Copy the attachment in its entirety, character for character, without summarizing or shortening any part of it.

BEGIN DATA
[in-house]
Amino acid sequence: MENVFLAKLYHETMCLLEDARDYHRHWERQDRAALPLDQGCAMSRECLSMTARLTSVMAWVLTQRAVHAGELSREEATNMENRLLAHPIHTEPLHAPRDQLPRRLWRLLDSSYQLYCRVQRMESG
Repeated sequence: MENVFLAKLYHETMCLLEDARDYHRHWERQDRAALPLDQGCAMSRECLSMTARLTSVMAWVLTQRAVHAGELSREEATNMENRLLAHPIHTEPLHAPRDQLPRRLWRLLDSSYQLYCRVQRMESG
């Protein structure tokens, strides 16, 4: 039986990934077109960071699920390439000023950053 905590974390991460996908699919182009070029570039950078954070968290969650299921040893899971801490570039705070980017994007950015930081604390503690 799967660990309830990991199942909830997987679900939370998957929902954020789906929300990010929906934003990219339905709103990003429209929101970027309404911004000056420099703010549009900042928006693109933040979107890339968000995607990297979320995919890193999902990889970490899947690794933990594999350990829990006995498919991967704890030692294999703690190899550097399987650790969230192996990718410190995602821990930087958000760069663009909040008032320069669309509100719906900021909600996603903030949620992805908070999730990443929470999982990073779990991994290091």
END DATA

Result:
[in-house]
Amino acid sequence: MENVFLAKLYHETMCLLEDARDYHRHWERQDRAALPLDQGCAMSRECLSMTARLTSVMAWVLTQRAVHAGELSREEATNMENRLLAHPIHTEPLHAPRDQLPRRLWRLLDSSYQLYCRVQRMESG
Repeated sequence: MENVFLAKLYHETMCLLEDARDYHRHWERQDRAALPLDQGCAMSRECLSMTARLTSVMAWVLTQRAVHAGELSREEATNMENRLLAHPIHTEPLHAPRDQLPRRLWRLLDSSYQLYCRVQRMESG
């Protein structure tokens, strides 16, 4: 039986990934077109960071699920390439000023950053 905590974390991460996908699919182009070029570039950078954070968290969650299921040893899971801490570039705070980017994007950015930081604390503690 799967660990309830990991199942909830997987679900939370998957929902954020789906929300990010929906934003990219339905709103990003429209929101970027309404911004000056420099703010549009900042928006693109933040979107890339968000995607990297979320995919890193999902990889970490899947690794933990594999350990829990006995498919991967704890030692294999703690190899550097399987650790969230192996990718410190995602821990930087958000760069663009909040008032320069669309509100719906900021909600996603903030949620992805908070999730990443929470999982990073779990991994290091």